misinformation floods social media

Since the deadly earthquake that struck Turkey and Syria on Monday, social networks have been full of erroneous information and diverted images and videos supposedly showing in particular a “tsunami” or a child crying for his parents. At least 11,200 people were killed in the 7.8 magnitude earthquake that hit Turkey and Syria on Monday, according to the latest official reports released on Wednesday. Since then, AFP journalists have examined fake images and videos shared and viewed thousands of times, showing scenes believed to be from the earthquake or its aftermath.

Videos racking up millions of views

Thus, a series of images on Facebook, Instagram and Twitter, purporting to show panic in the occupied West Bank after the earthquake in Turkey, garnered tens of thousands of interactions. But a reverse image search by AFP found the photos dated back to June 2017 and showed Palestinians celebrating Eid al-Fitr in the West Bank city of Nablus. Another widely shared video shows a “tsunami” caused by the earthquake on the southern coast of Turkey. But analysis of the video shows it was actually footage from a March 2017 storm in Durban, South Africa.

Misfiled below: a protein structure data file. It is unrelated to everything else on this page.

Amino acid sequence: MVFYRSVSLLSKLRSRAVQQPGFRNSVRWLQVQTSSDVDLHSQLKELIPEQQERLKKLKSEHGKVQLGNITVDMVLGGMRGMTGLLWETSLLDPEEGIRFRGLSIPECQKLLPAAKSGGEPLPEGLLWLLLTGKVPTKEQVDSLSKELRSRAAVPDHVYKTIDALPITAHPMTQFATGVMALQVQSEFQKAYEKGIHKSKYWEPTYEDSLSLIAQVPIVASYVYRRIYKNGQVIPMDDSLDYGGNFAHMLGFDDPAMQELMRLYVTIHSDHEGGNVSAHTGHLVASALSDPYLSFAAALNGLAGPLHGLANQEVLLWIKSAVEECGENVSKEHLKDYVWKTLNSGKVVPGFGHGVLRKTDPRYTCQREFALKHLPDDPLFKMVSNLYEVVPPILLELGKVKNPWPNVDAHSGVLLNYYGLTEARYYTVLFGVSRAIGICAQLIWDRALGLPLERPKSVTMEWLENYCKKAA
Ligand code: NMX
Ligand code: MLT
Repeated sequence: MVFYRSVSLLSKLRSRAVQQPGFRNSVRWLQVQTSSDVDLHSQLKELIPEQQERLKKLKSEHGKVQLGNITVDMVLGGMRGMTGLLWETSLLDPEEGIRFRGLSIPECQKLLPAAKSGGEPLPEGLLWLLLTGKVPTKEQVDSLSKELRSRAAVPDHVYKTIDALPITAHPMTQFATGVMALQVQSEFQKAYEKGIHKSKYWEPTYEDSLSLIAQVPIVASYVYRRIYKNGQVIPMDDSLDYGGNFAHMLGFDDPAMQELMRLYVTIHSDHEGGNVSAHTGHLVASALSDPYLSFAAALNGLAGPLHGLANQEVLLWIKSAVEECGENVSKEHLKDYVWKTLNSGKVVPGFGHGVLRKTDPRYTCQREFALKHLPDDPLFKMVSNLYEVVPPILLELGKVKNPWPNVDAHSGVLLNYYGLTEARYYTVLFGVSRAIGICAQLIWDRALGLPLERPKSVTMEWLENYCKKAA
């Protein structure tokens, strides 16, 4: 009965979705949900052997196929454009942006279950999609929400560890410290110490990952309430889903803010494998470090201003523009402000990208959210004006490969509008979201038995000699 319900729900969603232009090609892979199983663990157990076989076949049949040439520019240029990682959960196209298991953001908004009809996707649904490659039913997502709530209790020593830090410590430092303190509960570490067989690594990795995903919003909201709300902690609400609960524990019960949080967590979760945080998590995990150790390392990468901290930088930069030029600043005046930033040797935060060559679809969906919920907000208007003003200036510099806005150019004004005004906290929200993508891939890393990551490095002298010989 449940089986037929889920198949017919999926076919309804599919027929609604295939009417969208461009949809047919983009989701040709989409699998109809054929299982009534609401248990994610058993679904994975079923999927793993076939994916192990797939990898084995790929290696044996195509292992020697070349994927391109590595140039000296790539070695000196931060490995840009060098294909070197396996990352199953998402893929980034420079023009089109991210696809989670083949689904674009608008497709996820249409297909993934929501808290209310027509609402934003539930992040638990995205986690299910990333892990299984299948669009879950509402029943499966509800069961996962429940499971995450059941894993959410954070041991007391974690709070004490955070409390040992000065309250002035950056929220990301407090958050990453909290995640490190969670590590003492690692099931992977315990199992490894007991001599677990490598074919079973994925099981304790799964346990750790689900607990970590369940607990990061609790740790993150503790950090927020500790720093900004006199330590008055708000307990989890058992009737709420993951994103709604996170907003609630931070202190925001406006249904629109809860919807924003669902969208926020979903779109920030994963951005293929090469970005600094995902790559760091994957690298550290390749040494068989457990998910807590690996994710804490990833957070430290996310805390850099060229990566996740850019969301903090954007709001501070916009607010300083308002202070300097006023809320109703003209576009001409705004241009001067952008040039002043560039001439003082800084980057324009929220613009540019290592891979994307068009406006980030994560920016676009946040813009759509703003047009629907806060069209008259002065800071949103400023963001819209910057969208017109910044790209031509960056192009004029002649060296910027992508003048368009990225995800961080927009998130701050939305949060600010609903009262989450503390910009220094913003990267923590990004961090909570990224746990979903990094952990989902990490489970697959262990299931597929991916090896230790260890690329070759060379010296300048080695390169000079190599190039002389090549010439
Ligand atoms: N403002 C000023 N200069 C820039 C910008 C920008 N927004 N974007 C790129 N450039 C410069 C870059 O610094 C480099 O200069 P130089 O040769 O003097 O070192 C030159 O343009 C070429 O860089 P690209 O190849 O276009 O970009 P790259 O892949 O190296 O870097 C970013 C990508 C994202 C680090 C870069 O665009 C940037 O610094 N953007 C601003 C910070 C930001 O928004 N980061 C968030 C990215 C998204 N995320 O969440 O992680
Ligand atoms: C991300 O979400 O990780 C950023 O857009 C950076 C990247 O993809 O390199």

Separately, a video showing spectacular waves crashing on a coast believed to be in Turkey was found to come from a storm in January in San Diego, California (USA). Another widely shared image after the quake shows a dog lying next to a person who appears to be buried in rubble, racking up more than 1.5 million views on Twitter. But a reverse image search showed the image had been online since at least 2018 and was part of a series uploaded by Czech photographer Jaroslav Noska to the Alamy photo platform.

Another photo shared by Egyptian media shows a baby boy crying as he sits atop the rubble, with a caption describing him as a Syrian boy left to fend for himself after the earthquake. Checked, the photo is part of a series of staged photos on the Shutterstock image site. Other videos purporting to show the ground or buildings shaking or collapsing are actually from previous earthquakes, including a 2011 earthquake in Japan.

Source: Europe1

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